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Fetal Susceptibility to Porcine Reproductive and Respiratory Syndrome Virus

dc.contributor.advisorHarding, John
dc.contributor.committeeMemberMacPhee, Daniel
dc.contributor.committeeMemberDetmer, Susan
dc.contributor.committeeMemberUnniappan, Suraj
dc.contributor.committeeMemberCarmalt, James
dc.creatorMaciel Malgarin, Carolina Maciel
dc.creator.orcid0000-0003-4013-8592 2021
dc.description.abstractPorcine Reproductive and Respiratory Syndrome (PRRS) is a swine disease caused by PRRS Virus (PRRSV), which besides respiratory disease, can also lead to reproductive failure. The extent of the reproductive disease can be highly variable within individual litters, demonstrating great variation in PRRSV susceptibility and resistance to the virus among litters, while intrauterine growth retarded (IUGR) fetuses have lower viral loads in both fetal thymus and in endometrium, indicating larger fetuses as more susceptible to transplacental PRRSV infection. Our hypothesis was that naturally occurring resistance/resilience to PRRSV infection and disease characteristic can be explained through the combination of techniques, such as fetal phenotype, metabolomics, and gene expression. We started by characterizing the temporal movement of PRRSV following maternal inoculation. It was observed that endometrium becomes infected as soon as 2 days post-inoculation (DPI), while fetal placenta and fetal serum presented viral RNA by 5 DPI. Demised fetuses due to PRRSV infection could be identified after 12 days of maternal infection, which established an ideal time point for future research. While this project was conducted, additional sampling of the endometrium and placenta was performed to determine the number of samples and analysis method required for an accurate, yet feasible viral load and histopathologic investigation. It was concluded that at least three random collected samples from each tissue are needed for both analyses, while these samples can be processed as a pool for viral RNA quantification. Moving forward on our objectives, a fetal metabolomics investigation was conducted and found differences in the metabolome of infected fetuses when compared to controls, as well as of IUGR fetuses related to normal developing fetuses. Most disturbances were related to amino acids pathways and lipid molecules, indicating differences in both nutritional transport ways and apoptosis pathways. To test the apoptosis pathway and the historically suggested hypoxia in PRRSV infected fetuses, two studies study between resilient and susceptible fetuses were conducted: 1) TUNEL staining of fetal tissues to detect apoptosis, and 2) expression of target genes in both apoptosis and hypoxia pathway. The results indicate that at 12 DPI both apoptosis and hypoxia were occurring in the fetal heart, while only apoptosis seems to affect the fetal brain; fetal thymus appears to be protected from these events. At 21 DPI, liver and thymus present with increased apoptosis in the highly infected animals, while only meconium-stained fetuses displayed apoptosis in the heart. In conclusion, fetal phenotype, metabolomics, and gene expression were able to identify naturally occurring PRRSV resilient or susceptible fetuses.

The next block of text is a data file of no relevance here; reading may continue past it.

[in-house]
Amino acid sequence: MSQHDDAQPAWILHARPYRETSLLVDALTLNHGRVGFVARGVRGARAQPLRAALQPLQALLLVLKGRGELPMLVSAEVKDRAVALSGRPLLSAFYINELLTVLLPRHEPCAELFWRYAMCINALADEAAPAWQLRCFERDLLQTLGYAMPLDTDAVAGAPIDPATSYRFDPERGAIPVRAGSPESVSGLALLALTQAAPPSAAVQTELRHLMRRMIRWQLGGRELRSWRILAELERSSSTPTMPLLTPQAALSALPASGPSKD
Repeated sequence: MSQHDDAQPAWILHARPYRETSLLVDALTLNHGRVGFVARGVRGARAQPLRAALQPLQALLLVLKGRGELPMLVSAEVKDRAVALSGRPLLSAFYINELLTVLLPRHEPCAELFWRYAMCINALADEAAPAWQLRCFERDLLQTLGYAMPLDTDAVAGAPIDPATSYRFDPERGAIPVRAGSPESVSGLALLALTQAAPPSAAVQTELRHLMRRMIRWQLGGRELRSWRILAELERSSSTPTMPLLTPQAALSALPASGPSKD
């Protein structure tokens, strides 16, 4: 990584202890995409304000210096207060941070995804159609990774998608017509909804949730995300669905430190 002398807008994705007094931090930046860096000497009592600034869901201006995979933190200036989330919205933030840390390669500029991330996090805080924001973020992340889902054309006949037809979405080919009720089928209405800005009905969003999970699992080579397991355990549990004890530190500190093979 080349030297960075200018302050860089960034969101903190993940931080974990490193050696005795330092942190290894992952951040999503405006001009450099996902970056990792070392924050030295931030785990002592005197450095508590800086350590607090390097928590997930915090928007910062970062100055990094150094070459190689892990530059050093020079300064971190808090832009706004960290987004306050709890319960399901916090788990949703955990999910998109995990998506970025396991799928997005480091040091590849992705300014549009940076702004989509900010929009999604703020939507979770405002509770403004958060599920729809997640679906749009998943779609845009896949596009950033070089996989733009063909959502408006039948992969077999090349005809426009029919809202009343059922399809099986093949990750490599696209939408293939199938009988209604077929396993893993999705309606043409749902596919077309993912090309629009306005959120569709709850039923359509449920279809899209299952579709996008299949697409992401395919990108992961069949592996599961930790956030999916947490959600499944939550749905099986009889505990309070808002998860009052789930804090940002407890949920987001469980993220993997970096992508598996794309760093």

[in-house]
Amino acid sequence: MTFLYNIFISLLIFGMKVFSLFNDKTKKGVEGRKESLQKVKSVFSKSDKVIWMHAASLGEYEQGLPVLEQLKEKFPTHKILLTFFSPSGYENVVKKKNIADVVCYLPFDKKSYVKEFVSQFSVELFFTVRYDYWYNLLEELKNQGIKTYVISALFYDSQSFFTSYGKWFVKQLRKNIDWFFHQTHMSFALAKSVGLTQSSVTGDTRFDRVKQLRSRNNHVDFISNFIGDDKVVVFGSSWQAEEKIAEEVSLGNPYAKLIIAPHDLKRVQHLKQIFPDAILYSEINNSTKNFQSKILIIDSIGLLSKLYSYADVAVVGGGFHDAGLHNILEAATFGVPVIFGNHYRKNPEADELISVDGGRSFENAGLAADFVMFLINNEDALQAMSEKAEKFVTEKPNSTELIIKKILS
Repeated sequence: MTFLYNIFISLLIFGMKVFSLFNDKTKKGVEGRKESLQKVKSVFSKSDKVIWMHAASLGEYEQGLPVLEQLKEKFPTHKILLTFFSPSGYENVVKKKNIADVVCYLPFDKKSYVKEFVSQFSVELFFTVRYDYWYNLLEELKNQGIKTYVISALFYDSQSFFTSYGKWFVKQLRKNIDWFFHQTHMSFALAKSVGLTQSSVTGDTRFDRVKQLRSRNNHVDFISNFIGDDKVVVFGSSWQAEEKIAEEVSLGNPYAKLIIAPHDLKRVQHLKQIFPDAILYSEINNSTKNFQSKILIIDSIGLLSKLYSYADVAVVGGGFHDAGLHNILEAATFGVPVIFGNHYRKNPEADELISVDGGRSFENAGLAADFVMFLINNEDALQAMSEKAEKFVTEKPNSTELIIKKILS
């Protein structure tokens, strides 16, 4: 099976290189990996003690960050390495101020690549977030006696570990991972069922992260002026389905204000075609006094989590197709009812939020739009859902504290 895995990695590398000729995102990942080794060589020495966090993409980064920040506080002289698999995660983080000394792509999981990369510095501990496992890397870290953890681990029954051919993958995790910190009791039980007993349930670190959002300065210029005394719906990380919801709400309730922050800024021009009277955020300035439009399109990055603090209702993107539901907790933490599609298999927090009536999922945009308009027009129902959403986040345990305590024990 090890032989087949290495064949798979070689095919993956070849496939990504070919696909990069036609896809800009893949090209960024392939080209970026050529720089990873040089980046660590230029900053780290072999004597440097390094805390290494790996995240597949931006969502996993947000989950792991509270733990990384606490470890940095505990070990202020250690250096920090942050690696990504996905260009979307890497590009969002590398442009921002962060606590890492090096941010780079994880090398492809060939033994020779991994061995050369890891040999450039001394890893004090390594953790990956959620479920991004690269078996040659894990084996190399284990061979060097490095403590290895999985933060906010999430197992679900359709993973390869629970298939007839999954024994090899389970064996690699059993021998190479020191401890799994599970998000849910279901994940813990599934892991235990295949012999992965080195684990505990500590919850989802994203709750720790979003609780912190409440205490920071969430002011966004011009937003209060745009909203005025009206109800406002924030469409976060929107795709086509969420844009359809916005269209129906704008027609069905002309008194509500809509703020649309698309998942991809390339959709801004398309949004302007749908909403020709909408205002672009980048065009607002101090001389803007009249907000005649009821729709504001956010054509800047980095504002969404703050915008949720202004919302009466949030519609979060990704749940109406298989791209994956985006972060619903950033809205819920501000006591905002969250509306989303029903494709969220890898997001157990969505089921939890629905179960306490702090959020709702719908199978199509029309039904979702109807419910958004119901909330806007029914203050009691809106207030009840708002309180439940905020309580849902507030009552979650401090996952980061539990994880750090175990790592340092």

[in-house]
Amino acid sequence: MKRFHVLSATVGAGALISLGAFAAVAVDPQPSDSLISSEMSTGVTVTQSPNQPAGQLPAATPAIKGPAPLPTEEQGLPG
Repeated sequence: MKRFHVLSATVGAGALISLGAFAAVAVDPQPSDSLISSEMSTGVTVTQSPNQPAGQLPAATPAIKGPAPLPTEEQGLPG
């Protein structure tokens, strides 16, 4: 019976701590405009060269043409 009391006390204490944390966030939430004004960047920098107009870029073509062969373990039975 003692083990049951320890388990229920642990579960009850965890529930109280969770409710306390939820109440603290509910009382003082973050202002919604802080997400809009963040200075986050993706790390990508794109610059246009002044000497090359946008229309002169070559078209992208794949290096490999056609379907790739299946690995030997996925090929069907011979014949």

dc.subjectviral disease
dc.subjectdisease resilience
dc.subjectmaternal-fetal interface
dc.subjectgene expression.
dc.titleFetal Susceptibility to Porcine Reproductive and Respiratory Syndrome Virus
dc.type.materialtext Animal Clinical Sciences Animal Clinical Sciences of Saskatchewan of Philosophy (Ph.D.)


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